What a headache it must have been for Jordan Peele to create Us.
Not only are audiences expecting a film as critically and universally adored as Get Out, they're probably also expecting him to match that film's level of Easter eggery and symbolism. For what seemed like a full calendar year after its release, fans of Get Out pored over every frame looking for clues and hidden metaphors. Why is Chris the only one in blue? Are Rose's stripes a nod to Freddy Kreuger? Why is Stephen Root always a blind guy?
(Don't worry: All Get Out comparison ends here.)
And so it was hardly surprising that within minutes of the Us trailer being released on Christmas day, internet sleuths were back at it, picking apart the two and half minutes for hints of what Peele might be up to this time. What's up with the scissors? Are red coveralls a nod to Michael Myers? Is that Tim Heidecker?
While Us is packed with charming details and understated flourishes that demand multiple viewings to properly digest, the film operates quite well without diving too deep into "what it means." No doubt there's powerful imagery that evokes the feeling that there's something there, but on first watch, it's mostly just an incredibly entertaining, smart, funny, horror film.
That leaves very little to talk about so let's stick with the basics: a lovely family called the Wilsons are on their way to a beach vacation. There's Gabe (Winston Duke having a blast in dorky-dad mode), teenage daughter Zora (Shahadi Wright Joseph) who mostly rolls her eyes and looks at her phone for the first half, and youngest child Jason (Evan Alex), a peculiar but sweet kid who spends most of his time under a Chewbacca mask. But it's Lupita Nyong'o at front and center as mother Adelaide who steals most scenes alternating between anxious parent and anxious parent pretending to have a good time.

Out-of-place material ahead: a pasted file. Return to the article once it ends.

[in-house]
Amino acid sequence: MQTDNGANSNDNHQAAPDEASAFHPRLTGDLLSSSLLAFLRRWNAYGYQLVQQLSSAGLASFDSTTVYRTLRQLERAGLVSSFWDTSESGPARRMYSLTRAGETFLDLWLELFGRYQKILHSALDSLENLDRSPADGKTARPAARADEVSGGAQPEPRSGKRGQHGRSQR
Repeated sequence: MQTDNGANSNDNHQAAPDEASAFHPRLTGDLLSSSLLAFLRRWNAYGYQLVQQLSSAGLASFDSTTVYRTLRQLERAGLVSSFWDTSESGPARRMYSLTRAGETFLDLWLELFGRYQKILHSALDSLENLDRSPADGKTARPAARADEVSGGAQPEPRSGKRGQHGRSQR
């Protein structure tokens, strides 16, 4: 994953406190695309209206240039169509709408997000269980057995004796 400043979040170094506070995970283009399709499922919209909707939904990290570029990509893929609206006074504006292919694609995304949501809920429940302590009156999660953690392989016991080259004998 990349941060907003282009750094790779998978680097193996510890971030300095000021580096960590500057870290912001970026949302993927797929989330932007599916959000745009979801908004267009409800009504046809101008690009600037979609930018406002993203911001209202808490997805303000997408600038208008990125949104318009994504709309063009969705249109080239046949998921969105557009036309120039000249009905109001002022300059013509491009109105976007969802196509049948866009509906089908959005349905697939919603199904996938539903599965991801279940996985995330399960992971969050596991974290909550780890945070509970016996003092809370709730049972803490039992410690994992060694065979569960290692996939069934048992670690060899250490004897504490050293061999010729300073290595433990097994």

At the film's outset, we see Adelaide as a child at this very same beach, wandering off from her bickering parents and discovering a creepy house of mirrors in which she encounters ... something. Whatever it is, it's enough to send her into an aloof, silent phase and eventually to therapy.
The next thing we know, it's modern day again and we're vacation-bound in the Wilsons' car, jamming to Luniz' "I Got 5 On It," then hanging at the beach with a masterfully douchy couple played by Elisabeth Moss and Tim Heidecker (keep an eye out for the name of his boat). Adelaide isn't a big fan of the boardwalk, and before long, they head back to the beach house, where the real horror begins: The Wilsons are stalked by four people who resemble them in every way except for their bright red coveralls, ghoulish, vacant faces, and a few accessories. Gabe's doppelganger, if that's what we're calling them, has a wild beard and no glasses; Jason's has subbed out Chewy for a gimp-style leather mask. They have scissors.
And ... that's about all the plot that makes sense to share. Peele, deeply aware of his audience's penchant for picking apart imagery, smartly kept the trailer's scope to a relatively small part of the film.
Peele's work here as writer, producer, and director is about crafting a strong narrative and showing off his remarkable sense of evoking horror imagery out of seemingly innocuous visuals (a bird's eye view of the family walking on hot sand with their late afternoon shadows drawing out, for example). And though expected, the film is also incredibly funny and warm; the family and their actors have an easy, lived-in chemistry that feels affectionate without teetering into Cleaver-territory. That relatability makes it all the more engaging when the shit starts to go down.
So the best advice going into Us is to leave the sleuthing for another day and enjoy it for what it is. Several grumps in the screening I attended grumbled about not being able to grasp the deeper meaning (race? politics? gender?), and since they were so preoccupied by their detective work, they did not enjoy it. But to borrow the Gertrude Stein quote, while there is almost certainly some there there in Us, you can enjoy the film just fine without focusing on it.